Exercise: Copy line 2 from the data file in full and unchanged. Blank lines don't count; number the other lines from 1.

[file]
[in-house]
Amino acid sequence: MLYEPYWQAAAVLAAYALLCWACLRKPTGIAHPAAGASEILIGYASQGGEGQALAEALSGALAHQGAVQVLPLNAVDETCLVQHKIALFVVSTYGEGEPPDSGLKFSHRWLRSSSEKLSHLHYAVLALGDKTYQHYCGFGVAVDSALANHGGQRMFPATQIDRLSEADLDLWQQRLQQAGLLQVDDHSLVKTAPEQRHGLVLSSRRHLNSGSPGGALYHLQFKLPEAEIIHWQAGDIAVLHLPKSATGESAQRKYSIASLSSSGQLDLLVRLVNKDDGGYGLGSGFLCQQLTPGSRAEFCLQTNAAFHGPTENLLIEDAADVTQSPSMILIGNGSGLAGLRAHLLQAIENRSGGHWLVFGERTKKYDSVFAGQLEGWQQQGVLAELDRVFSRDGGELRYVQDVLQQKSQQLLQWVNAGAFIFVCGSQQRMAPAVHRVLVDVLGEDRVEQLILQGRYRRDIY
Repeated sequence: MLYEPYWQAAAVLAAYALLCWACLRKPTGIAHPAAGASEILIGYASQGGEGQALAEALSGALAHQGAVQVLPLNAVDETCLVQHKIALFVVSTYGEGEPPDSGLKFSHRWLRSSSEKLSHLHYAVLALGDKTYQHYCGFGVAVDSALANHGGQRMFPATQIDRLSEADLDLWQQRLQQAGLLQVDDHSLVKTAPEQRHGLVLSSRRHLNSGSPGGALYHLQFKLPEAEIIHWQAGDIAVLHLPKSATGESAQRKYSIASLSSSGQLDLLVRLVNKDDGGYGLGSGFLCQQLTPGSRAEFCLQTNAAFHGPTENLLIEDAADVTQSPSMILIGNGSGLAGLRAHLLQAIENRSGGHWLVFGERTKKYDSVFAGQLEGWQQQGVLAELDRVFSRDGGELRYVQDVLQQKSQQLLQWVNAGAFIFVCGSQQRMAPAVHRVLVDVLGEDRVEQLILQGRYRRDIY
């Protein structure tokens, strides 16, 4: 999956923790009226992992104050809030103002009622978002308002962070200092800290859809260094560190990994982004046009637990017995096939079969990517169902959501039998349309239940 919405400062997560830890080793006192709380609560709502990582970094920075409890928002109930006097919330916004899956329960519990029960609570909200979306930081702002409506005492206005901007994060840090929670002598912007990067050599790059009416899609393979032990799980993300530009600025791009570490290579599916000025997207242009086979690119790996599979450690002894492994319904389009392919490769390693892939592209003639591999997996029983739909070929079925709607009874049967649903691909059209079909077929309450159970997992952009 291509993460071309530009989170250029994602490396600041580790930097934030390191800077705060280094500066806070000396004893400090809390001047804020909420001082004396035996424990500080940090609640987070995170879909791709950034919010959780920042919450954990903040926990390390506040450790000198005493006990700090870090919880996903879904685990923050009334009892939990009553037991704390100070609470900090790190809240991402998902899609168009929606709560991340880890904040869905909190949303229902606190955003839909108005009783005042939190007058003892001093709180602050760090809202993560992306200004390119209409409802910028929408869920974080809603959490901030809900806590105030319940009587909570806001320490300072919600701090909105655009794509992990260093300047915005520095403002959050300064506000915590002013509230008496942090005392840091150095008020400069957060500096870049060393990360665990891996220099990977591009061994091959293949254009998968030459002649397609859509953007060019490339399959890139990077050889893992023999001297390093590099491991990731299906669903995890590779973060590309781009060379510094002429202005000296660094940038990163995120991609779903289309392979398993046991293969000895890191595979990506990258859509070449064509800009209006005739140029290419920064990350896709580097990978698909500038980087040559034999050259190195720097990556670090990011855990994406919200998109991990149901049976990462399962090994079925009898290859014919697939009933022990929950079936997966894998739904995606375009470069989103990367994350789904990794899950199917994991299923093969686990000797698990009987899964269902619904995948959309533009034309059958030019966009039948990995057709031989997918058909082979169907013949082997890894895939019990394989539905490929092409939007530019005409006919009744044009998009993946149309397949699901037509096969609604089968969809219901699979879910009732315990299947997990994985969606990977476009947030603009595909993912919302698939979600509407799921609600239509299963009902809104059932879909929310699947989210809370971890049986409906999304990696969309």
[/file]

Amino acid sequence: MLYEPYWQAAAVLAAYALLCWACLRKPTGIAHPAAGASEILIGYASQGGEGQALAEALSGALAHQGAVQVLPLNAVDETCLVQHKIALFVVSTYGEGEPPDSGLKFSHRWLRSSSEKLSHLHYAVLALGDKTYQHYCGFGVAVDSALANHGGQRMFPATQIDRLSEADLDLWQQRLQQAGLLQVDDHSLVKTAPEQRHGLVLSSRRHLNSGSPGGALYHLQFKLPEAEIIHWQAGDIAVLHLPKSATGESAQRKYSIASLSSSGQLDLLVRLVNKDDGGYGLGSGFLCQQLTPGSRAEFCLQTNAAFHGPTENLLIEDAADVTQSPSMILIGNGSGLAGLRAHLLQAIENRSGGHWLVFGERTKKYDSVFAGQLEGWQQQGVLAELDRVFSRDGGELRYVQDVLQQKSQQLLQWVNAGAFIFVCGSQQRMAPAVHRVLVDVLGEDRVEQLILQGRYRRDIY